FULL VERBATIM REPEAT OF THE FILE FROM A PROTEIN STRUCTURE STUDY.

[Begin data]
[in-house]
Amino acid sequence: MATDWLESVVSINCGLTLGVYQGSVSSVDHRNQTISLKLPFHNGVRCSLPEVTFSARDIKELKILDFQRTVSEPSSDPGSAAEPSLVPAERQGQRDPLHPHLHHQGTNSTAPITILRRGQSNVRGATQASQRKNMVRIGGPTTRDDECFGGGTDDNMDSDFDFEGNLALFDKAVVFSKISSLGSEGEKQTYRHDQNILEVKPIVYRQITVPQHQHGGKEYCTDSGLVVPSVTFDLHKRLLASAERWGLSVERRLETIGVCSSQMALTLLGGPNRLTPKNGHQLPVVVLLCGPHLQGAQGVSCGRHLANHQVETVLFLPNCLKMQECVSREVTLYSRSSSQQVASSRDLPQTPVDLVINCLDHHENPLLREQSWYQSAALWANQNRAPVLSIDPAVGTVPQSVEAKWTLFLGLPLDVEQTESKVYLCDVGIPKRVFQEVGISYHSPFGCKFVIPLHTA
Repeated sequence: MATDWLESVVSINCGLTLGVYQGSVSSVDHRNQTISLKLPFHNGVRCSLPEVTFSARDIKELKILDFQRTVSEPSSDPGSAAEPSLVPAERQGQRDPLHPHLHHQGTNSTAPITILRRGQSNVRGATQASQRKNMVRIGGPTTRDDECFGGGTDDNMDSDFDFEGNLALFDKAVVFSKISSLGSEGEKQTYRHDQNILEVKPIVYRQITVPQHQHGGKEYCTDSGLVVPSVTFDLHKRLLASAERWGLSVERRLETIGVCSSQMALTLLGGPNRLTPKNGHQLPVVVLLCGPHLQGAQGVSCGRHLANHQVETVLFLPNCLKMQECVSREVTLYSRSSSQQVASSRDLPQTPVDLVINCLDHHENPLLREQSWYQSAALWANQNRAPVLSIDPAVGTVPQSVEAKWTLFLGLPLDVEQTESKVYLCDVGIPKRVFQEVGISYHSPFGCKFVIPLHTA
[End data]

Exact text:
[in-house]
Amino acid sequence: MATDWLESVVSINCGLTLGVYQGSVSSVDHRNQTISLKLPFHNGVRCSLPEVTFSARDIKELKILDFQRTVSEPSSDPGSAAEPSLVPAERQGQRDPLHPHLHHQGTNSTAPITILRRGQSNVRGATQASQRKNMVRIGGPTTRDDECFGGGTDDNMDSDFDFEGNLALFDKAVVFSKISSLGSEGEKQTYRHDQNILEVKPIVYRQITVPQHQHGGKEYCTDSGLVVPSVTFDLHKRLLASAERWGLSVERRLETIGVCSSQMALTLLGGPNRLTPKNGHQLPVVVLLCGPHLQGAQGVSCGRHLANHQVETVLFLPNCLKMQECVSREVTLYSRSSSQQVASSRDLPQTPVDLVINCLDHHENPLLREQSWYQSAALWANQNRAPVLSIDPAVGTVPQSVEAKWTLFLGLPLDVEQTESKVYLCDVGIPKRVFQEVGISYHSPFGCKFVIPLHTA
Repeated sequence: MATDWLESVVSINCGLTLGVYQGSVSSVDHRNQTISLKLPFHNGVRCSLPEVTFSARDIKELKILDFQRTVSEPSSDPGSAAEPSLVPAERQGQRDPLHPHLHHQGTNSTAPITILRRGQSNVRGATQASQRKNMVRIGGPTTRDDECFGGGTDDNMDSDFDFEGNLALFDKAVVFSKISSLGSEGEKQTYRHDQNILEVKPIVYRQITVPQHQHGGKEYCTDSGLVVPSVTFDLHKRLLASAERWGLSVERRLETIGVCSSQMALTLLGGPNRLTPKNGHQLPVVVLLCGPHLQGAQGVSCGRHLANHQVETVLFLPNCLKMQECVSREVTLYSRSSSQQVASSRDLPQTPVDLVINCLDHHENPLLREQSWYQSAALWANQNRAPVLSIDPAVGTVPQSVEAKWTLFLGLPLDVEQTESKVYLCDVGIPKRVFQEVGISYHSPFGCKFVIPLHTA